When my daughter was born my husband and I were very thoughtful about how we wanted to approach social media once she was born. We exercised caution at first, for example we asked family not to post photos of her until we had made the official birth announcement post. Afterall all privacy is precious. Our home addresses are online without our consent, how easy would it be for someone you didn’t know to find out where you live and kidnap your child after seeing a cute public photo of them on social media? This is one of the risks you take as a parent creating a digital footprint for your child. After much thought I made the decision to create a Facebook and Instagram account for our daughter Eileah. A movie she stars in called Girl On The Third Floor was going to come out in a few months and her name was listed in the cast list for the movie in all the major movie directory websites. If you’re going to have a presence online you want to control your image and the information about you as much as you can. So I’ve started her Facebook and Instagram accounts, tagged them in every photo we’ve ever shared of her on social media so she can easily see everything we’re sharing about her. We don’t know if she’ll like to pursue a career in movies or another public role, but at least she is set up to take the reigns when she is old enough to manage her online presence.
In the meantime I will continue to share occassionally a cute photo or video of her with friends, family, and fans, with no expectations of going viral, purely for sharing a piece of light with others in the hopes of brightening their day, just like Eliza and Zaza do with their social media transmissions. So my daughter Eileah and I will continue to follow the journeys of Eliza and Zaza the same way you keep in touch online with friends. It’s human nature to be interested in what other people are doing and I can’t wait to see how all three of these little ladies will grow up.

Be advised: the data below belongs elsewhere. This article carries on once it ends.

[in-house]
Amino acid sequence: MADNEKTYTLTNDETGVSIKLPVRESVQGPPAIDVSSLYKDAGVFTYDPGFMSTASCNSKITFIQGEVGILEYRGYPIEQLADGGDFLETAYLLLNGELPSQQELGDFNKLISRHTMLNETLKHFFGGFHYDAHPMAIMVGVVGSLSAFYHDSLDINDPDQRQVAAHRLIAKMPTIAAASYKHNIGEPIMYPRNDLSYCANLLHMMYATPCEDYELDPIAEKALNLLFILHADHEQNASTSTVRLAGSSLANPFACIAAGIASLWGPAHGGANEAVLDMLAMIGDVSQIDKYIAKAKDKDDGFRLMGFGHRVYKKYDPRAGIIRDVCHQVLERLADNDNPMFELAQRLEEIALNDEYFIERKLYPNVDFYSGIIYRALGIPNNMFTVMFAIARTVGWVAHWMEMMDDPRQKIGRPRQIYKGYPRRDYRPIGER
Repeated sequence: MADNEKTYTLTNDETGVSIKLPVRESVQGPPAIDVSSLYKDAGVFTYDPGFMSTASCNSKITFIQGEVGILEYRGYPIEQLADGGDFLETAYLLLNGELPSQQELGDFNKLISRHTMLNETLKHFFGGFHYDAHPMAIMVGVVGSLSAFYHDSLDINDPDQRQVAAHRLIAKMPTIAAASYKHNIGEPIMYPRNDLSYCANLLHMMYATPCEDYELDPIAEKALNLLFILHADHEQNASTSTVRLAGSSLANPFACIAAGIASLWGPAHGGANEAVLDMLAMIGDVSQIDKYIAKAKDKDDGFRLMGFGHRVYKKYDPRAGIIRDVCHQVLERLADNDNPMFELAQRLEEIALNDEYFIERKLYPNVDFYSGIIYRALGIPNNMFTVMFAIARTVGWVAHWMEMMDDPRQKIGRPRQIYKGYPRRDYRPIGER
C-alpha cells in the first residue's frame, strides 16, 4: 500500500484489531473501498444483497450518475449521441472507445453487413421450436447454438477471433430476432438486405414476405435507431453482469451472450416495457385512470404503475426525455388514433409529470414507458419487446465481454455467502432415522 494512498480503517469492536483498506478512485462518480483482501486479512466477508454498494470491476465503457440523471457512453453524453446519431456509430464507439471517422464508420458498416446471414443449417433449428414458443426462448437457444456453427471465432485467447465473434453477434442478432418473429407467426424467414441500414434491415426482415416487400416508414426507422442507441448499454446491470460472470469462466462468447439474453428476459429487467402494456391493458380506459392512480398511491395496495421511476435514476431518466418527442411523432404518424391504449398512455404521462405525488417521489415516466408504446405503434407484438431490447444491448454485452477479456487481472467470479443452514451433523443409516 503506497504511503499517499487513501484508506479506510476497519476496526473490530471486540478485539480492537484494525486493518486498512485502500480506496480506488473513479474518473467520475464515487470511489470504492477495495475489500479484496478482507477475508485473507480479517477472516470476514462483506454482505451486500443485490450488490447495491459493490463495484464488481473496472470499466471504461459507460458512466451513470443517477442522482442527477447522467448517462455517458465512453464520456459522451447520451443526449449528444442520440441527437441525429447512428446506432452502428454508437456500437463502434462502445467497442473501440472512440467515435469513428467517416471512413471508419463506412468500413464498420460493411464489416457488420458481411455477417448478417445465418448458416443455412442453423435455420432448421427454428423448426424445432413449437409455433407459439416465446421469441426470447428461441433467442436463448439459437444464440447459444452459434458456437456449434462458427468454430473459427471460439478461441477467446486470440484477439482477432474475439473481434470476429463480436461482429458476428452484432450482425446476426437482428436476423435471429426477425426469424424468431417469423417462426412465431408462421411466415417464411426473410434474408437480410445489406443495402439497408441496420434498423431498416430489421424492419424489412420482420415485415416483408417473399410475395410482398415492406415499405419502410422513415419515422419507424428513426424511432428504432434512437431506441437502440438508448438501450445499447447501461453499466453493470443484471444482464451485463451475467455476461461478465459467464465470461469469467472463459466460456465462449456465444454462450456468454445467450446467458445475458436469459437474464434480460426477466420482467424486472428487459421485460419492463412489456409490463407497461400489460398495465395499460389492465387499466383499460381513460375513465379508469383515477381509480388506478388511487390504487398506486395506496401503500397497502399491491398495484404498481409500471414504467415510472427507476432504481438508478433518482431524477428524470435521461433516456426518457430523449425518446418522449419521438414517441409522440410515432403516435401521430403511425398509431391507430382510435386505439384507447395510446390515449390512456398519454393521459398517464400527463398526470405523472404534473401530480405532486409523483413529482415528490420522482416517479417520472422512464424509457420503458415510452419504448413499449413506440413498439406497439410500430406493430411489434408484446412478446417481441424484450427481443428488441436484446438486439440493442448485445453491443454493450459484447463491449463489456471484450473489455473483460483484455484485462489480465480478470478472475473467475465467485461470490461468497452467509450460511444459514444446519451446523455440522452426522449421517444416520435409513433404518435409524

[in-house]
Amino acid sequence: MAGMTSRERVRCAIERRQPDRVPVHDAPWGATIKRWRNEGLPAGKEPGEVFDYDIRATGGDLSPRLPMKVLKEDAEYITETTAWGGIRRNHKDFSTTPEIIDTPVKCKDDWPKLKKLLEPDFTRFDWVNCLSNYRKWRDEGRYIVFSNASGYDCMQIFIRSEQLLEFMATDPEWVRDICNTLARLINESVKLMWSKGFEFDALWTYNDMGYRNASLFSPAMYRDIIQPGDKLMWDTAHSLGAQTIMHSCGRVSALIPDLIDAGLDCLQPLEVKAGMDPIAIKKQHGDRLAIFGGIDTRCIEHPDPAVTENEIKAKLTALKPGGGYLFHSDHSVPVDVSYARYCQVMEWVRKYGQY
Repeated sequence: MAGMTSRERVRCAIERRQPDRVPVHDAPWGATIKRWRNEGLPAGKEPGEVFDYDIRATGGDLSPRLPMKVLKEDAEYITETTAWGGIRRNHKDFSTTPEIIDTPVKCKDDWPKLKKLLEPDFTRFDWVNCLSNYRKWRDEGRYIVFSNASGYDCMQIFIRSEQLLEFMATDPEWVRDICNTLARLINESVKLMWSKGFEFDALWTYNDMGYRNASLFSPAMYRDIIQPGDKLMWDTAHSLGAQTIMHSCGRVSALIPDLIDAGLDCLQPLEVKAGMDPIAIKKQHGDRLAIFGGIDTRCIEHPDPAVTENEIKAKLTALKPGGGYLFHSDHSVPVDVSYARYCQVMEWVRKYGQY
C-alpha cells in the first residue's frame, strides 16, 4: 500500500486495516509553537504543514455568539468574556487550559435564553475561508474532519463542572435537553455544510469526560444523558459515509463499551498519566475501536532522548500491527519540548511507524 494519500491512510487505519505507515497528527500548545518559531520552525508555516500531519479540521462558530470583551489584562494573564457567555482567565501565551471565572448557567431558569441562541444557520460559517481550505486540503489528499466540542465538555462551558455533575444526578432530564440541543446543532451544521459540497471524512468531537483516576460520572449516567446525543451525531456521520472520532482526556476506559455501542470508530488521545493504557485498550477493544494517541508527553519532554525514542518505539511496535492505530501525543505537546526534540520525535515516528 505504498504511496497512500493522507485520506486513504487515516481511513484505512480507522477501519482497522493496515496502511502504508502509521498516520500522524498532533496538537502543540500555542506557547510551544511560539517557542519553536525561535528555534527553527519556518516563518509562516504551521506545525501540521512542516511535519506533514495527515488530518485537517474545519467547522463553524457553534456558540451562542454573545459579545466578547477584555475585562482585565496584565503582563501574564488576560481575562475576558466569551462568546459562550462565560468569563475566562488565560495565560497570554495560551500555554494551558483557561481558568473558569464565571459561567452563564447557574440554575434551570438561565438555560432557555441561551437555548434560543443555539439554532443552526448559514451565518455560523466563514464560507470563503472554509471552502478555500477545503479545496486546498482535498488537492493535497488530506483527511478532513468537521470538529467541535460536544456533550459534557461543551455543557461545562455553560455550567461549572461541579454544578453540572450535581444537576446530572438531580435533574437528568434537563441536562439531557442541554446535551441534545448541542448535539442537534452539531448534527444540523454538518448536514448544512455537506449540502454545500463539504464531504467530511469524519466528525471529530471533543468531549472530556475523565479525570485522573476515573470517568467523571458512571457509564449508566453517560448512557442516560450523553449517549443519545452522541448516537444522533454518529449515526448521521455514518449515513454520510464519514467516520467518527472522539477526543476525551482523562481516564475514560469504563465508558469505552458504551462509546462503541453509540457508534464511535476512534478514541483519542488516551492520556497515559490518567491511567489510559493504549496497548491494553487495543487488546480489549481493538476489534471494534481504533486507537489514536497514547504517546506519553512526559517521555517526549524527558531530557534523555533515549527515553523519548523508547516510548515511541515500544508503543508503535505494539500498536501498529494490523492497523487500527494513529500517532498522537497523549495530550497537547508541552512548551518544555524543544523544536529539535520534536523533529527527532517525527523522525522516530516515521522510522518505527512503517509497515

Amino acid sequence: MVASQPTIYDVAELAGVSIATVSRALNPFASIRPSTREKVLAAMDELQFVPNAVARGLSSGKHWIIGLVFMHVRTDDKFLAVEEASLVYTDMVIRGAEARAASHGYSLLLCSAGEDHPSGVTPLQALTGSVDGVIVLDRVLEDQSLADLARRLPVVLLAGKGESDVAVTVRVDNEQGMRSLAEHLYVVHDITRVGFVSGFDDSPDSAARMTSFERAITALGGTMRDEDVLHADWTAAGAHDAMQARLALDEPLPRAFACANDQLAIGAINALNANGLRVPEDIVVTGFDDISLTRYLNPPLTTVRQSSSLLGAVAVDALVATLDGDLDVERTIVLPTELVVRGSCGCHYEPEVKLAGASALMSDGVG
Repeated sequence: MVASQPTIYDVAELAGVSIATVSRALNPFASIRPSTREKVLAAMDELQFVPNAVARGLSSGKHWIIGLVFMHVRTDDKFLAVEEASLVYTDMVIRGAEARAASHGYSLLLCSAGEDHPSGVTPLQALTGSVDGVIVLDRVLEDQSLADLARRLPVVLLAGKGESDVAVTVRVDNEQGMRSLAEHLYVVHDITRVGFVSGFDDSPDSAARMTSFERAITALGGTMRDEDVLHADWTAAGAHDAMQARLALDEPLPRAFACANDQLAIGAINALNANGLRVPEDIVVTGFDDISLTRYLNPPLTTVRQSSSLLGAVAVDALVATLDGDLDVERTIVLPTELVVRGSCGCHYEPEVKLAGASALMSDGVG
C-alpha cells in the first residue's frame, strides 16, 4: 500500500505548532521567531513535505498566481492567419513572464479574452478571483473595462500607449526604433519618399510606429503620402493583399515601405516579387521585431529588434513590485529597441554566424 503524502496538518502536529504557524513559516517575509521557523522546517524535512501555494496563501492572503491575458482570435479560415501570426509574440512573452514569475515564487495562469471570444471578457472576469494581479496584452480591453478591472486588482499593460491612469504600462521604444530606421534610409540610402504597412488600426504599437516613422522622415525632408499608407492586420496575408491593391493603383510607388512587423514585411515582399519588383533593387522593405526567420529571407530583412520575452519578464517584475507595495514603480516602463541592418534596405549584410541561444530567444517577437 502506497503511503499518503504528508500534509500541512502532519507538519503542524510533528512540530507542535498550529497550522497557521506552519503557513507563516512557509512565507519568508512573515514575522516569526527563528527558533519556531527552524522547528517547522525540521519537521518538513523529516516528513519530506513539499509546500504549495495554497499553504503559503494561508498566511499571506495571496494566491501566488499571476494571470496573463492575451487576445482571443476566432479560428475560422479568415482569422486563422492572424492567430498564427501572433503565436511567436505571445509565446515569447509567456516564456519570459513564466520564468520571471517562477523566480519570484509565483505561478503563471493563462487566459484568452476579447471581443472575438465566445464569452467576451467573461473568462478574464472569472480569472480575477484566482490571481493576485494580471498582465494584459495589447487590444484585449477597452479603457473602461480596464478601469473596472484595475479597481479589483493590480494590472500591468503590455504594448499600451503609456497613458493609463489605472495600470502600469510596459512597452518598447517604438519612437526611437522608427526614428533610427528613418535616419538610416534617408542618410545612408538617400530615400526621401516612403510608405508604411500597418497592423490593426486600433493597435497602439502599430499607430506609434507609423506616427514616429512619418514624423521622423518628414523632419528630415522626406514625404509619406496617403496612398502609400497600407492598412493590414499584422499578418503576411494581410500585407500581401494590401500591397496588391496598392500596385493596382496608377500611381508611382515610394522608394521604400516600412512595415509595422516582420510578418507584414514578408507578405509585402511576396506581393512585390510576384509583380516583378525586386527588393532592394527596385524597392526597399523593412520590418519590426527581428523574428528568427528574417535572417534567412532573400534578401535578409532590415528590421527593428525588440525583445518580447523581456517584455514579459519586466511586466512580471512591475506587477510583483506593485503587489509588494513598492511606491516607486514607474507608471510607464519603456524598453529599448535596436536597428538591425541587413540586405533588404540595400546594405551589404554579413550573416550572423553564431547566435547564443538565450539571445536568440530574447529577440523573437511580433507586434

How You Can Help Eliza
The statistics on pediatric cancer are depressing:
- Only 4% of the billions of dollars that are annually spent on cancer research and treatments are directed towards treating childhood cancer.
- Only 4% of federal government cancer research funding goes to study pediatric cancer.
- Since 1980, fewer than 10 drugs have been developed for use in children with cancer, as compared with the hundreds of drugs that have been created exclusively for adults.
- The average cost of a stay in a hospital for a child with cancer is $40,000.
Source: National Pediatric Foundation
There are countless organizations and people who are trying to counteract these statistics by raising money and awareness, but there is still a disparity in how adult and pediatric cancers are being funded and treated.
If you can, please find it in your heart to donate to Eliza’s gofundme page. While her family is not impoverished, helping someone is one of the greatest things if not the greatest thing we can do.
You can follow Eliza on her journey on her parents’ accounts:
What Zaza’s Been Up To
You can follow her here on social media: